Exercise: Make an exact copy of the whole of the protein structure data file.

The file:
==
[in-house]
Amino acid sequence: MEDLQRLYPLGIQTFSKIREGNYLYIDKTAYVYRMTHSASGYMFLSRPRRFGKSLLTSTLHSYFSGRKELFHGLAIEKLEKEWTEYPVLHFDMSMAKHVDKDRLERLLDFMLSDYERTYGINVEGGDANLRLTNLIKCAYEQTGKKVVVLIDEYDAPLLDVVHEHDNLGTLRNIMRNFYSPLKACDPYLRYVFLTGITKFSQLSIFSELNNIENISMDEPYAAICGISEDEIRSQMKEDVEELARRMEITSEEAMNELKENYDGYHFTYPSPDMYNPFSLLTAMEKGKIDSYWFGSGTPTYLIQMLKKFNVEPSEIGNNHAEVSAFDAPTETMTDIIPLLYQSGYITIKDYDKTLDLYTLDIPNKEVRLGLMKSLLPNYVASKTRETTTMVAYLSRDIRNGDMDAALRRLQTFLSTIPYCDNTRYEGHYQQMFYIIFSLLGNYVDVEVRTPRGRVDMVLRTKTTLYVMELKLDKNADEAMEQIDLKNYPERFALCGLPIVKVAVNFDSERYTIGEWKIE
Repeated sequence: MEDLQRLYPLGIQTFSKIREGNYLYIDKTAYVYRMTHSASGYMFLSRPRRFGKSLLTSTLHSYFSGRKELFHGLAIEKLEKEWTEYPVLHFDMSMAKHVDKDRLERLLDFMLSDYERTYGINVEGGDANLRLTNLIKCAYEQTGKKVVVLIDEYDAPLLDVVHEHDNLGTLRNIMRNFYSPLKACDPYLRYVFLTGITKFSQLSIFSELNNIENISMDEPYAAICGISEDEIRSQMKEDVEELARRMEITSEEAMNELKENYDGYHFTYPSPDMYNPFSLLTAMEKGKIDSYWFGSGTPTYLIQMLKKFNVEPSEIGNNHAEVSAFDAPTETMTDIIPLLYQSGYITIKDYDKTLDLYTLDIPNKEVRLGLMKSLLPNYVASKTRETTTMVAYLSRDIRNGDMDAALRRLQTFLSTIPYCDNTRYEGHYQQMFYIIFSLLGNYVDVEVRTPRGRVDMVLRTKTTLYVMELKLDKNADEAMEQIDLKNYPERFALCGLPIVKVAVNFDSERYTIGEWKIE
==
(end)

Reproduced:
[in-house]
Amino acid sequence: MEDLQRLYPLGIQTFSKIREGNYLYIDKTAYVYRMTHSASGYMFLSRPRRFGKSLLTSTLHSYFSGRKELFHGLAIEKLEKEWTEYPVLHFDMSMAKHVDKDRLERLLDFMLSDYERTYGINVEGGDANLRLTNLIKCAYEQTGKKVVVLIDEYDAPLLDVVHEHDNLGTLRNIMRNFYSPLKACDPYLRYVFLTGITKFSQLSIFSELNNIENISMDEPYAAICGISEDEIRSQMKEDVEELARRMEITSEEAMNELKENYDGYHFTYPSPDMYNPFSLLTAMEKGKIDSYWFGSGTPTYLIQMLKKFNVEPSEIGNNHAEVSAFDAPTETMTDIIPLLYQSGYITIKDYDKTLDLYTLDIPNKEVRLGLMKSLLPNYVASKTRETTTMVAYLSRDIRNGDMDAALRRLQTFLSTIPYCDNTRYEGHYQQMFYIIFSLLGNYVDVEVRTPRGRVDMVLRTKTTLYVMELKLDKNADEAMEQIDLKNYPERFALCGLPIVKVAVNFDSERYTIGEWKIE
Repeated sequence: MEDLQRLYPLGIQTFSKIREGNYLYIDKTAYVYRMTHSASGYMFLSRPRRFGKSLLTSTLHSYFSGRKELFHGLAIEKLEKEWTEYPVLHFDMSMAKHVDKDRLERLLDFMLSDYERTYGINVEGGDANLRLTNLIKCAYEQTGKKVVVLIDEYDAPLLDVVHEHDNLGTLRNIMRNFYSPLKACDPYLRYVFLTGITKFSQLSIFSELNNIENISMDEPYAAICGISEDEIRSQMKEDVEELARRMEITSEEAMNELKENYDGYHFTYPSPDMYNPFSLLTAMEKGKIDSYWFGSGTPTYLIQMLKKFNVEPSEIGNNHAEVSAFDAPTETMTDIIPLLYQSGYITIKDYDKTLDLYTLDIPNKEVRLGLMKSLLPNYVASKTRETTTMVAYLSRDIRNGDMDAALRRLQTFLSTIPYCDNTRYEGHYQQMFYIIFSLLGNYVDVEVRTPRGRVDMVLRTKTTLYVMELKLDKNADEAMEQIDLKNYPERFALCGLPIVKVAVNFDSERYTIGEWKIE